My latest watch purchase is actually a relatively cheap one. I’m not sure it’s 100% correct – old watches on eBay and similar sites are often built out of mismatched spare parts. These so-called frankenwatches often have dials or hands that don’t match, or a movement that was made for a different generation watch than the case and dial, and are considered of dubious origin. But if it looks good…
This model is from the ’60s and is a Chinese Tianjin ST-5. It’s a watch with a typical ’70s design, with those typical Asian design choices that we don’t see in Western watches of the time, such as the short length of the hands. But the shiny applied markers and the bright blue lollypop second hand definitely make this watch pop. It’s actually an interesting model historically: this was the first watch that the Chinese designed and produced themselves.
Before the ST-5 the Chinese would buy or copy design of watch movement from other countries, like the Swiss or the Russians. The famous ST-19 movement used by the Chinese airforce is actually a Swiss Venus 175, the Chinese bought the design and the machines to build it when Venus upgraded to a new design. But this dependency on foreign engineers was shameful to the Chinese, so the engineers in the Tianjin factory were assigned the great task of devising their own movement from scratch – with all the knowledge they had gleaned from their Swiss and Russian counterparts, of course. The result was the surprisingly reliable ST-5.
This same model would be exported under the name Dong Feng – the Eastern Wind – but this consumerist form of propaganda did not sell particularly well outside of the motherland. A next attempt was made to sell the watch under the less obvious name Sea-Gull, which turned out to be so popular that the brand still exists to this day. Sea-Gull is in fact the second-largest producer of watch movements in the world, second only to the Swiss ETA factories.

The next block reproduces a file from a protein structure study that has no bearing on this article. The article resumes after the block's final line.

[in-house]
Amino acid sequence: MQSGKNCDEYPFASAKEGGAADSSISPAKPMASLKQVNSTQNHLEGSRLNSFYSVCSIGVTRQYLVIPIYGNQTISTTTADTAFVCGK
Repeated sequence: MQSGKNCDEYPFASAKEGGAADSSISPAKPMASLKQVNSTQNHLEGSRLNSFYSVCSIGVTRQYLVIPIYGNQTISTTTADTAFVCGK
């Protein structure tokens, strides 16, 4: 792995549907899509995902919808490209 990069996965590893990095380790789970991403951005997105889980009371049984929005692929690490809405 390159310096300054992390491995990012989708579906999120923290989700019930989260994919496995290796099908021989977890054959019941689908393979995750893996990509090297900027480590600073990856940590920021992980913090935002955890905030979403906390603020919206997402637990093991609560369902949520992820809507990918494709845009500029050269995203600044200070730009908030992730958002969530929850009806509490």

Because these were export models the mechanical movements got a few upgrades that were not considered worthwhile for the domestic market, such as decorated movements with hand-engraved linework. But ironically the Dong Feng cases are solid and anti-magnetic, which means that means nobody but watchmakers ever saw the decorated movement. Still, kinda cool to know it’s in there.
A fun addition to the collection, especially because of the history behind it. It’s more fun to have a few watches with a story behind it than to buy a new Swiss watch that is just yet another ‘limited edition’ copy of an existing model. And of course with my Chinese roots it’s fun to have an actual Chinese watch that the country was proud of, as opposed to a cheap copy-cat.
What do you think?